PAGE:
RFR (S): 8019902: G1: Use the average heap size rather than the minimum heap size to calculate the region size
bengt.rutisson at oracle.com
Thu Aug 29 07:14:33 PDT 2013
On 8/29/13 4:12 PM, Tony Printezis wrote:
> Doesn't what I said also applies for users who do not set -Xms? So, if
> -Xms is by default 6m, a user launches the VM with:
> java -Xmx32G ...
> and the region size is calculated to be 8m, what's the initial heap
> size (8m, i.e. one region)?
No, by default we calculate a reasonable -Xms. So as long as the policy
uses that value and not the min heap size I think we are fine.
> On 8/29/13 10:08 AM, Bengt Rutisson wrote:
>> Hi Tony,
>> Thanks for looking at this!
>> Comments inline.
>> On 8/29/13 3:03 PM, Tony Printezis wrote:
>>> Hi Bengt,
>>> Yeah, I struggled with this heuristic when I did the original
>>> implementation of the heap region calculation. The issue only arises
>>> when the gap between the min and max heap size is very large. So, if
>>> someone launches the VM with:
>>> java -Xms32m -Xmx64g ...
>>> and G1 picks a region size of 8m, it'd start with only 4 regions
>>> which will probably make performance right at the beginning will be
>>> terrible (but I agree that it will be better as the heap grows,
>>> compared to if an 1m region size was used).
>> Agreed. And just to be clear. The main problem with the existing
>> policy is that it by default always picks 1m regions if nothing is
>> set on the command line. This is due to the fact that it is not based
>> on the initial heap size (-Xms) but on the min heap size, which by
>> default is in the order of 6m. So, those who set -Xms on the command
>> line have experienced less of a problem. At least if they set -Xms to
>> high enough values.
>>> Can I suggest maybe an additional policy change? Use the avg to
>>> calculate the region size, as you proposed, but potentially adjust
>>> the min heap size based on a min region number (let's pick a number
>>> of a hat: 16; you might want to revise this). So, in the above example:
>>> -Xms32m -Xmx64g -> region size = 8m
>>> you'll actually adjust the min heap size 16 x 8m = 128m. This will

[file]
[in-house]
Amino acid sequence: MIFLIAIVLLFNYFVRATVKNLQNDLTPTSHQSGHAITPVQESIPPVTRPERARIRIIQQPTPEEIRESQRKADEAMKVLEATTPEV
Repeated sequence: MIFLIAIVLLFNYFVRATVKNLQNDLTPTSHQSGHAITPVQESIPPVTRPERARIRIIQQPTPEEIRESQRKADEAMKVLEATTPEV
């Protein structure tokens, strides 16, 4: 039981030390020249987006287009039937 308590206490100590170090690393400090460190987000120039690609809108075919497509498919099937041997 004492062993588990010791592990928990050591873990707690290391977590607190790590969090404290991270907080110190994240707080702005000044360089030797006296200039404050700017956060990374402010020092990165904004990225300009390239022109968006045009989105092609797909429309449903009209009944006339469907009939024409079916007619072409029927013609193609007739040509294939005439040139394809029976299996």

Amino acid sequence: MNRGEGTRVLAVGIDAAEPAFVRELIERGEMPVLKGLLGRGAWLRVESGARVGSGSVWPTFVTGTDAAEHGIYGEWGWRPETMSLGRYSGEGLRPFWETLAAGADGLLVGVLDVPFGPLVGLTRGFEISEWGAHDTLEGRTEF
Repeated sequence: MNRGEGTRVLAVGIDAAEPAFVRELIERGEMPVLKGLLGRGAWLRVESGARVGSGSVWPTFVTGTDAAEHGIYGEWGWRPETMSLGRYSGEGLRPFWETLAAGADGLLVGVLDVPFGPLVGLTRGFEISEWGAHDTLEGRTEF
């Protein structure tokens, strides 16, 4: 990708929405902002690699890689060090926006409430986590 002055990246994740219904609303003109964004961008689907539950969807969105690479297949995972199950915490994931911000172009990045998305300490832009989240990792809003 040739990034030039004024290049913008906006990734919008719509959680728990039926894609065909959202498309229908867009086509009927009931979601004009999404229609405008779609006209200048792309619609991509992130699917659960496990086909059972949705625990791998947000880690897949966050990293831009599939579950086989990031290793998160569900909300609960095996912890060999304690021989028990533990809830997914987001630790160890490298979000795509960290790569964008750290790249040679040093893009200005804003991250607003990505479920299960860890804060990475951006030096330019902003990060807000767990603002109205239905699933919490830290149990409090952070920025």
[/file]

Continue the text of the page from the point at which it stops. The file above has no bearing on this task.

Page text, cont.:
>>> avoid the potentially bad behavior right at the start. Of course,
>>> you'll start with a larger heap size than what the user asked for.
>>> On the other hand, if someone uses a huge max they probably expect
>>> the heap to grow. So starting with a large min might be OK.
>> I see your point, but I don't really like the fact that if someone
>> explicitly sets -Xms on the command line we would ignore that and use
>> a value that is four times as large. Also, there is the possibility
>> to set the region size using G1HeapRegionSize on the command line.
>> So, in this use case I kind of think it would be better to leave it
>> up to the user to indicate if the heap is more likely to be 32m or
>> 64g by setting the region size explicitly.
>>> On 8/29/13 5:26 AM, Bengt Rutisson wrote:
>>>> Hi everyone,
>>>> Could I have a couple of reviews of this change:
>>>> The fact that G1 by default bases its region size on the minimum
>>>> heap size means that out of the box the region size will always be
>>>> 1M. This is a problem on large machines with lots of memory. We
>>>> pick a large heap size but get a very small region size. The small
>>>> regions are inefficient and cause a lot of memory footprint.
>>>> Normally we aim to get around 2048 regions, but on a machine with a
>>>> lot of memory we might pick a default max heap size of 32G, which
>>>> means that we will get ~32000 regions. This can lead to out of
>>>> memory situations - especially on Solaris x86.
>>>> This patch changes the heuristics for picking the region size to
>>>> use the average between initial heap size (-Xms) and the maximum
>>>> heap size (-Xmx). This means that for large heaps we will pick
>>>> larger region sizes. In the 32G example we will now pick a region
>>>> size of 8m which means that we will have 4000 regions which is more
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